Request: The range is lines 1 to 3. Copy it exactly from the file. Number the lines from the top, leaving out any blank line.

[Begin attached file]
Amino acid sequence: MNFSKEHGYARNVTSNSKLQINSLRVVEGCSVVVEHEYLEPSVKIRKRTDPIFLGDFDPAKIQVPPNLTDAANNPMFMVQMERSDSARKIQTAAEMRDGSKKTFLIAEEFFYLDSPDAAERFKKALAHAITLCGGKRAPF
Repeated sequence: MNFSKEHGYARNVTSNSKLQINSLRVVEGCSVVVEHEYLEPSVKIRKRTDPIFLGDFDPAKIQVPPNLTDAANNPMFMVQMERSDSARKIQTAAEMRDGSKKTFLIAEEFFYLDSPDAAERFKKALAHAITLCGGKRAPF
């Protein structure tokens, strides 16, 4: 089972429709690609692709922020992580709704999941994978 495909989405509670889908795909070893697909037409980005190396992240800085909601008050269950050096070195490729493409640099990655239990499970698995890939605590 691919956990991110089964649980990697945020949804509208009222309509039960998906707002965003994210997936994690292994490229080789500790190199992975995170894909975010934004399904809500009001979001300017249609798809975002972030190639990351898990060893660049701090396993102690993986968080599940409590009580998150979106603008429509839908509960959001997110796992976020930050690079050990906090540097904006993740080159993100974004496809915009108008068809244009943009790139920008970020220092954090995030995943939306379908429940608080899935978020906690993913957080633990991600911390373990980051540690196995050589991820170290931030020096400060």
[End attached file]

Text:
Amino acid sequence: MNFSKEHGYARNVTSNSKLQINSLRVVEGCSVVVEHEYLEPSVKIRKRTDPIFLGDFDPAKIQVPPNLTDAANNPMFMVQMERSDSARKIQTAAEMRDGSKKTFLIAEEFFYLDSPDAAERFKKALAHAITLCGGKRAPF
Repeated sequence: MNFSKEHGYARNVTSNSKLQINSLRVVEGCSVVVEHEYLEPSVKIRKRTDPIFLGDFDPAKIQVPPNLTDAANNPMFMVQMERSDSARKIQTAAEMRDGSKKTFLIAEEFFYLDSPDAAERFKKALAHAITLCGGKRAPF
């Protein structure tokens, strides 16, 4: 089972429709690609692709922020992580709704999941994978 495909989405509670889908795909070893697909037409980005190396992240800085909601008050269950050096070195490729493409640099990655239990499970698995890939605590 691919956990991110089964649980990697945020949804509208009222309509039960998906707002965003994210997936994690292994490229080789500790190199992975995170894909975010934004399904809500009001979001300017249609798809975002972030190639990351898990060893660049701090396993102690993986968080599940409590009580998150979106603008429509839908509960959001997110796992976020930050690079050990906090540097904006993740080159993100974004496809915009108008068809244009943009790139920008970020220092954090995030995943939306379908429940608080899935978020906690993913957080633990991600911390373990980051540690196995050589991820170290931030020096400060």